Graded on a Curve: Vetiver,
Up on High

Led by singer-songwriter Andy Cabic, Vetiver has been at it for well over fifteen years, with new album Up on High the outfit’s seventh full-length. The sound is rooted in folk-rock, though these fresh ten selections expand the template with touches of soft rock, college rock, indie rock, and classic rock intermittently nodding toward country rock. All these elements might suggest a patchwork if not a hodgepodge, but the disc is a focused affair, and if easygoing it avoids faltering into the overzealously mellow. It’s out November 1 through Mama Bird Recording Co.

I’ve mentioned it before in this space regarding other artists, but my first taste of Vetiver came via 2004’s The Golden Apples of the Sun, the limited-edition (1,000 copies) Devendra Banhart-compiled CD made available through the Arthur magazine imprint Bastet. A decidedly freak-folky excursion with numerous intermingled strands of New Weird Americana, Vetiver’s “Angel’s Share” opened the set, and due to its curator’s strong taste, the comp remains one of best examples of the field’s consistency and breadth.

Flash forward to 2005 and Vetiver were found on the CD included with the literary periodical The Believer’s annual music issue, then in its second year. The amount of overlap between that covers-themed disc and The Golden Apples of the Sun was considerable; along with Vetiver, who delivered a sweet version of Michael Hurley’s “Be Kind to Me,” there was CocoRosie, Josephine Foster, Espers, and ol’ Devendra himself.

This reinforces the impact of the whole New Weird folk experience, but I mainly bring it up to highlight how Vetiver has endured while many others involved in that scene have long since drifted off the radar. With this said, I haven’t been the most diligent follower of Andy Cabic’s material after 2006’s To Find Me Gone (which came after the eponymous ’04 debut). There was Thing of the Past in ’08 for FatCat and two after that for Sub Pop, Tight Knit in ’09 and The Errant Charm in ’11, followed by Complete Strangers for Easy Sound in ’15.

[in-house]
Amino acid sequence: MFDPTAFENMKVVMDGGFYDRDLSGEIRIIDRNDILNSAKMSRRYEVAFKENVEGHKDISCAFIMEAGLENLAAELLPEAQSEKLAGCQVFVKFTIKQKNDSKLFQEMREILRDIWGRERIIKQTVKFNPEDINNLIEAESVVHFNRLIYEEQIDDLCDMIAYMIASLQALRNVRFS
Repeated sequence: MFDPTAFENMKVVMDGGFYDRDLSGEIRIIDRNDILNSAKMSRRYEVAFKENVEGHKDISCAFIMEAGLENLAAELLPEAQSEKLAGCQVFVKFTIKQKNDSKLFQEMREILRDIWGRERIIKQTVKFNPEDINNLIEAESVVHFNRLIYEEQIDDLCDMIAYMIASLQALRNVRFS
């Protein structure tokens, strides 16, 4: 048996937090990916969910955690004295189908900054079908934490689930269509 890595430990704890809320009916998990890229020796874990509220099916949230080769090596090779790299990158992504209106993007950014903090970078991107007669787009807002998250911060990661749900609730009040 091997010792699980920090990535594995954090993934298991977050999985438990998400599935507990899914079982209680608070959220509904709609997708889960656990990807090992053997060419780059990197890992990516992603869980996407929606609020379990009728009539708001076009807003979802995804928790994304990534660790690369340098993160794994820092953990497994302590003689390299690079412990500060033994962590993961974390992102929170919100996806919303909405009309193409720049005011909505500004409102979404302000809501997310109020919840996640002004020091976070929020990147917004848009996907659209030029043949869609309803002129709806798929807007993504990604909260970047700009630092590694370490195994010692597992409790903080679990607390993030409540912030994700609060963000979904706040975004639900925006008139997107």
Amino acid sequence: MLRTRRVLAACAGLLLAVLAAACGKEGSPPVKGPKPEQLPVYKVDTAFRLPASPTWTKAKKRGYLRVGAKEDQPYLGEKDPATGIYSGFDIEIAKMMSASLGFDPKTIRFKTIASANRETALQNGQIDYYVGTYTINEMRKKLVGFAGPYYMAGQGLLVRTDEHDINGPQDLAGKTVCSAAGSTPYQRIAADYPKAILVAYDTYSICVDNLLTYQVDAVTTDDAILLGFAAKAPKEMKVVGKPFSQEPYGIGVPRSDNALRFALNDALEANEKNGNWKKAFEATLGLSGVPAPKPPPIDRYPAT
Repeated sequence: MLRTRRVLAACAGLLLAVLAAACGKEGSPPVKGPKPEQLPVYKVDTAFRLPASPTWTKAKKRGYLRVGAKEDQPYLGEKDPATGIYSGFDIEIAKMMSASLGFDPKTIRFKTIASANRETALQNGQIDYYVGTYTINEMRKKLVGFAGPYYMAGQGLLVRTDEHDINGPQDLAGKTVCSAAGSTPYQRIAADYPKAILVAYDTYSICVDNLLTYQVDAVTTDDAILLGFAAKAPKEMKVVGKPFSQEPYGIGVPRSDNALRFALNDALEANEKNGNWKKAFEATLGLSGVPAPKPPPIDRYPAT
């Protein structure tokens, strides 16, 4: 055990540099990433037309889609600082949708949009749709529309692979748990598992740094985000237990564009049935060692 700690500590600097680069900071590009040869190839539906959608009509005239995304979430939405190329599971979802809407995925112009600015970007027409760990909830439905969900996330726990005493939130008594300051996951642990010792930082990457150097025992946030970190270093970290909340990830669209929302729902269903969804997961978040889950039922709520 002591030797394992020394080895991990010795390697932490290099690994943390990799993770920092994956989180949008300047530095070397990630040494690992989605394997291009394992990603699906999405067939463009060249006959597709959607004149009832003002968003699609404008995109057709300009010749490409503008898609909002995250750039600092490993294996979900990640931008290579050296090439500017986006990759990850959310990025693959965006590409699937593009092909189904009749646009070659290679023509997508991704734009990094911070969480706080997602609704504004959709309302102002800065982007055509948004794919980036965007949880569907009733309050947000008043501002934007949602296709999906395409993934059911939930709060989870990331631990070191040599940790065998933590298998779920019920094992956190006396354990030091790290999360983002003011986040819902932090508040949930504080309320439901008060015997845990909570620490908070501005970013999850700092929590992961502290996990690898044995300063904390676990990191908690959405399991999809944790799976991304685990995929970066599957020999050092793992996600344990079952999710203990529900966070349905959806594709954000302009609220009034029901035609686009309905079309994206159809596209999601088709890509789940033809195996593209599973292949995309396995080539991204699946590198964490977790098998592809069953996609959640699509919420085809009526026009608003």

So, I come to Up on High not as a well-versed expert but as an old friend getting reacquainted, soaking up those changes and being generally impressed with the catching up. Opener “The Living End” flaunts bedrock folk action mingled with a sense of erudition that’s distinctly singer-songwriter. What’s nice is that Cabic resists becoming too sophisto even as he flirts a little with soft rock (though the appealing heft of the instrumental portion complicates this association somewhat).

The opening strum of “To Who Knows Where” reminds me quite a bit of early ’70s Neil Young, though it doesn’t take long for Cabic to move beyond this comparison, in large part through vocals that hit a fine middle ground between sturdy and smooth. “Swaying” picks up the tempo and jangles up a storm, in the process fully delivering on Cabic’s stated homage to R.E.M. and The Feelies.

That it’s something far more vital than a mere imitation is strengthened by “All We Could Want,” a crisp guitar workout that’s as country as it is collegiate and as funky as it is folky. “Hold Tight” raises the groove quotient and adds some electric keyboard for good measure, with the results substantially late ’70s in comportment, like a silk shirt unbuttoned halfway down.

“Wanted, Never Asked” jumps with both feet into the 21st century, resonating like a blend of The Shins and Wilco, and that’s alright. “A Door Shuts Quick” adjusts this scenario by heightening the prettiness, though it stays in the same era of indie; a little subtly applied pedal steel points to the instrument’s more prominent placement in Up on High’s late tracks, such as the accenting and the full-on solo spot in “Filigree,” which combines the established indie feel with a thread of ’70s folk-rock a la America (though it’s better than that might sound).

The penultimate title track takes a journey through indie-folk’s milder regions. As it progresses, it becomes increasingly ’70s singer-songwriter-like and with an added country tinge. It leads into “Lost (In Your Eyes),” a tune so stepped in ’70s soft rock-isms (the title is indictive) that I initially suspected it was a cover. Nope. It brings Up on High to a fitting close. If not mind-blowing, the tunes are largely satisfying, and should please folks into the crosspollinations detailed above.

GRADED ON A CURVE:
B+

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